|Free-standing Ficus retusa tree|
Ficus retusa is a species of evergreen woody plant in the fig genus, native to the Malay Archipelago and Malesia floristic region. The species name has been widely mis-applied to Ficus microcarpa.
Ficus retusa is a rapidly growing, rounded, broad-headed, evergreen shrub or tree that can reach 10 metres (33 ft) in height with an equal spread. The smooth, light grey trunk is quite striking, can grow to around 1 metre (3.3 ft) in diameter, and it firmly supports the massively spreading canopy.
The tree has glabrous obovate leaves, usually longer than 10 centimetres (3.9 in) and spirally arranged. It has a gray to reddish bark dotted with small, horizontal flecks, called lenticels, that are used by woody plant species for supplementary gas exchange through the bark. The name is commonly used to refer to ornamental indoor plants widely cultivated in temperate regions, but such plants generally belong to another species, Ficus microcarpa. The two species can be distinguished from the length of the leaf blade (usually 10–20 centimetres (3.9–7.9 in) for F. retusa, and usually less than 10 centimetres (3.9 in) for F. microcarpa but rarely up to 15 centimetres (5.9 in)).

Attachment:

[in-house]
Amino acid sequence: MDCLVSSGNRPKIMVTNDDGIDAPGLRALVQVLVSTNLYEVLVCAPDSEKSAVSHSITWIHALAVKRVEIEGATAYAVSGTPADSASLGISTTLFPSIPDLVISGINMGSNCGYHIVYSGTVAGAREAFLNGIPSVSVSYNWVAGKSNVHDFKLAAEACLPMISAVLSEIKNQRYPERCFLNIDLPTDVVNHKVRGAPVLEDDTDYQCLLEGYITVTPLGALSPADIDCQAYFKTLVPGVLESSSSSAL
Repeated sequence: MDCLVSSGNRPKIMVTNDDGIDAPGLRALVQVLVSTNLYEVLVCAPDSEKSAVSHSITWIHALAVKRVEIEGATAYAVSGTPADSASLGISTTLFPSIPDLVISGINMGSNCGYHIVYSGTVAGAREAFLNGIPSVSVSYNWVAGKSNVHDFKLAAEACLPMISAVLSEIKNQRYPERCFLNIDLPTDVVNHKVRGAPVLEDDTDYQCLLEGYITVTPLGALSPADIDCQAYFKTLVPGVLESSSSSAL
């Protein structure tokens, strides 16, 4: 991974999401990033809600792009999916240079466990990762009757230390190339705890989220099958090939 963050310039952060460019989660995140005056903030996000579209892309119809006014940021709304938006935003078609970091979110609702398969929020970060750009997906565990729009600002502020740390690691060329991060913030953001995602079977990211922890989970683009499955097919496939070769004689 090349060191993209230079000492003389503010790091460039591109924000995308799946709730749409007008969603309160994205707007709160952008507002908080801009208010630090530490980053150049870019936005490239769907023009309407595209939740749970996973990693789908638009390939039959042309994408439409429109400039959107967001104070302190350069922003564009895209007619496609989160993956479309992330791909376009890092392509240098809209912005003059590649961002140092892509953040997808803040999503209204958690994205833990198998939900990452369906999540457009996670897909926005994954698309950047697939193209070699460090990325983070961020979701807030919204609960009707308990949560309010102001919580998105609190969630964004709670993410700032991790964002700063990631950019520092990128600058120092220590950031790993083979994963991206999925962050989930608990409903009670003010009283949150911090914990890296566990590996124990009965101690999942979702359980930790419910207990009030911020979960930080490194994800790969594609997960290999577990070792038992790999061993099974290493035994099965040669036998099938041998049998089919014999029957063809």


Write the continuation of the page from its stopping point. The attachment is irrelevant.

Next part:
- The Plant List: A Working List of All Plant Species, retrieved 13 April 2016
- "Ficus microcarpa L. f.", USDA GRIN Taxonomy
- Chaudhary, Lal; Sudhakar, Jana; Srivastava, Anoop; Bajpai, Omesh; Tiwari, Rinkey; V S Murthy, G (2012-01-19). "Synopsis of the Genus Ficus L. (Moraceae) in India". Taiwania. 57: 193–216. doi:10.6165/tai.2012.57(2).193.
- "The Gardens' bulletin, Singapore". [ser.4]:v.17. 1947.
|Wikimedia Commons has media related to Ficus retusa.|
|This Moraceae article is a stub. You can help Wikipedia by expanding it.|